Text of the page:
As I said, we will be providing that detail mid-year. Just at a high level, the time-to-clinical-event studies tend to be larger. We are estimating around 700 patients, as I mentioned in my scripted comment. And so we will provide more detail in terms of where we expect to get those patients, the number of sites, the geographic regions, and what we know about background therapy in those regions and how that will be important to take into account.

So we can provide much more of that detail as we lock in everything and, as Amit said, we just want to dot the i's cross the t's and make sure that we're providing all of the information we need to at a timely fashion. So that will start around mid-year.

William Tanner -- Cantor Fitzgerald -- Managing Director

OK, thanks. That's helpful, Preston, thanks. And just on the last program, I think you mentioned that comparing ralinepag with other oral or prostacyclin agonists, for competitive reasons not wanting to reveal much. I'm assuming then when the IND is filed or when the trial is about to start that's when people would get a sense to as to the specific compounds, ralinepag would be compared against and maybe the answer's pretty obvious.

I'm assuming that it's going against the newer agents or those that may have better traction in the marketplace?

Preston Klassen -- Executive Vice President and Chief Medical Officer

Yes, that information will come out certainly earlier than the filing of the IND. We would intend to have that information available at the time of the NDA submission. And as you know, whenever you start study goes on clinicaltrials.gov and there's certain amount of information and that kind of thing. So I view that study is part of the Phase 3 program, it's not a co-registrational study.

I wouldn't expect to get an indication statement on the basis of that specifically, but we will provide additional information on studies as we begin to implement them.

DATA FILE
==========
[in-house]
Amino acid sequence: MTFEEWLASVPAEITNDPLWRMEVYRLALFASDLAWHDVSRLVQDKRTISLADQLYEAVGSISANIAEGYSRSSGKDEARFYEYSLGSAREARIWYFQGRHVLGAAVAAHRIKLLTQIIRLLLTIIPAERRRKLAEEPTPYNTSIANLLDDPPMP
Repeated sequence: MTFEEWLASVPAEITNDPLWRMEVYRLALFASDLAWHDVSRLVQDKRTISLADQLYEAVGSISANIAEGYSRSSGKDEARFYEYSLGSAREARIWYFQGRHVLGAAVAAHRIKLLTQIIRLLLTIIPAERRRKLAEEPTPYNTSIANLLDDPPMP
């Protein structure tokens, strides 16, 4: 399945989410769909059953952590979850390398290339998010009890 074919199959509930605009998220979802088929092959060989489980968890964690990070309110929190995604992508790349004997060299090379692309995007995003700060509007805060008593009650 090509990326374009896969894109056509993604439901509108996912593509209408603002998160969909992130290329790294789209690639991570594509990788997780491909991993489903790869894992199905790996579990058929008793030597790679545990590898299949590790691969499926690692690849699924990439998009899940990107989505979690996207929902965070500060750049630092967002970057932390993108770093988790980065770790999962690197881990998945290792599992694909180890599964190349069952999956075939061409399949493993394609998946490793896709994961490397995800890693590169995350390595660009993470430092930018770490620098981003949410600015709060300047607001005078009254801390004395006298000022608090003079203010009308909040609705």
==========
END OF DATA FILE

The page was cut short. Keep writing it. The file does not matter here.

William Tanner -- Cantor Fitzgerald -- Managing Director

Got it. OK, thanks very much.

Operator

Thank you. And I am not showing any further questions at this time. I'd now like to turn the call back over to Amit Munshi for any closing remarks.

Amit Munshi -- Director, President, and Chief Executive Officer

OK, thank you. So thanks, everyone, for joining us today. We look forward to updating you on our progress as we continue to execute on the opportunities ahead of us. We are excited about 2018 as it shapes up and we'll be back to you shortly on the etrasimod data.

So thank you again.

Operator

Ladies and gentlemen, thank you for participating in today's conference. This does conclude today's program. You may all disconnect. Everyone have a wonderful day.

Duration: 52 minutes

Call Participants:

Kevin R. Lind -- Executive Vice President and Chief Financial Officer

Amit Munshi -- Director, President, and Chief Executive Officer

Preston Klassen -- Executive Vice President and Chief Medical Officer

Joel Beatty -- Citi -- Analyst

Jason Butler -- JMP Securities -- Vice President

Jim Birchenough -- Wells Fargo Securities -- Managing Director

Jessica Fye -- J.P.Morgan -- Analyst

Alan Carr -- Needham & Company -- Analyst

Joseph Schwartz -- Leerink Partners -- Managing Director

William Tanner -- Cantor Fitzgerald -- Managing Director